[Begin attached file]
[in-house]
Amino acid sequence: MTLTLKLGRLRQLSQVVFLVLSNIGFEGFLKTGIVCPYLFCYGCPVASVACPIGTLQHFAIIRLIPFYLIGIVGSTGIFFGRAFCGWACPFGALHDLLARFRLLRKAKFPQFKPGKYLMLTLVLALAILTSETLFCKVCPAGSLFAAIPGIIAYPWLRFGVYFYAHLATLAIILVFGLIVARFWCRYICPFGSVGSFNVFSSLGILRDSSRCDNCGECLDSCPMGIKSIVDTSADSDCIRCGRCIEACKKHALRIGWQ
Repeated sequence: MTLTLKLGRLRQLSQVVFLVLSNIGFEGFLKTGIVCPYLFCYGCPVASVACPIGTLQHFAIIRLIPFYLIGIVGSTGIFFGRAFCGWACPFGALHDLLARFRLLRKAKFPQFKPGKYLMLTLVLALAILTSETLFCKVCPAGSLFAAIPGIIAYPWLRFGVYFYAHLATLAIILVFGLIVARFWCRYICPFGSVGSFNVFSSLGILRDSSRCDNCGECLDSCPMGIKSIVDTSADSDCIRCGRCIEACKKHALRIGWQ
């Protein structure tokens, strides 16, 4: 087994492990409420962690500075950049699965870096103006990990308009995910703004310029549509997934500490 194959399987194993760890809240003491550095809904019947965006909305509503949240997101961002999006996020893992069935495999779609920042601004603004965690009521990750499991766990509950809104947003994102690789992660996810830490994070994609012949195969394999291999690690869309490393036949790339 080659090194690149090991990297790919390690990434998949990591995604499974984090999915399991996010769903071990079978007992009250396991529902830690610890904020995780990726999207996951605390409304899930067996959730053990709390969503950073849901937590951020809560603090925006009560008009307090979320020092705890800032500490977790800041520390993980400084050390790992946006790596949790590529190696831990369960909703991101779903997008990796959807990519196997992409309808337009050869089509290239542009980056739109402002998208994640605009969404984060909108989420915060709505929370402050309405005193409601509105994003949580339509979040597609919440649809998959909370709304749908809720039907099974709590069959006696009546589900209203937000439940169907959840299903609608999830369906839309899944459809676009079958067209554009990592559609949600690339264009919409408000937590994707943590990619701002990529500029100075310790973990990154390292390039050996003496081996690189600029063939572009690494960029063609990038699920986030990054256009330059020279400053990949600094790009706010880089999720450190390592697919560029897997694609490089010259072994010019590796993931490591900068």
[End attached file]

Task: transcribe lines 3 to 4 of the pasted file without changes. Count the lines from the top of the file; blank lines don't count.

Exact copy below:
Repeated sequence: MTLTLKLGRLRQLSQVVFLVLSNIGFEGFLKTGIVCPYLFCYGCPVASVACPIGTLQHFAIIRLIPFYLIGIVGSTGIFFGRAFCGWACPFGALHDLLARFRLLRKAKFPQFKPGKYLMLTLVLALAILTSETLFCKVCPAGSLFAAIPGIIAYPWLRFGVYFYAHLATLAIILVFGLIVARFWCRYICPFGSVGSFNVFSSLGILRDSSRCDNCGECLDSCPMGIKSIVDTSADSDCIRCGRCIEACKKHALRIGWQ
């Protein structure tokens, strides 16, 4: 087994492990409420962690500075950049699965870096103006990990308009995910703004310029549509997934500490 194959399987194993760890809240003491550095809904019947965006909305509503949240997101961002999006996020893992069935495999779609920042601004603004965690009521990750499991766990509950809104947003994102690789992660996810830490994070994609012949195969394999291999690690869309490393036949790339 080659090194690149090991990297790919390690990434998949990591995604499974984090999915399991996010769903071990079978007992009250396991529902830690610890904020995780990726999207996951605390409304899930067996959730053990709390969503950073849901937590951020809560603090925006009560008009307090979320020092705890800032500490977790800041520390993980400084050390790992946006790596949790590529190696831990369960909703991101779903997008990796959807990519196997992409309808337009050869089509290239542009980056739109402002998208994640605009969404984060909108989420915060709505929370402050309405005193409601509105994003949580339509979040597609919440649809998959909370709304749908809720039907099974709590069959006696009546589900209203937000439940169907959840299903609608999830369906839309899944459809676009079958067209554009990592559609949600690339264009919409408000937590994707943590990619701002990529500029100075310790973990990154390292390039050996003496081996690189600029063939572009690494960029063609990038699920986030990054256009330059020279400053990949600094790009706010880089999720450190390592697919560029897997694609490089010259072994010019590796993931490591900068």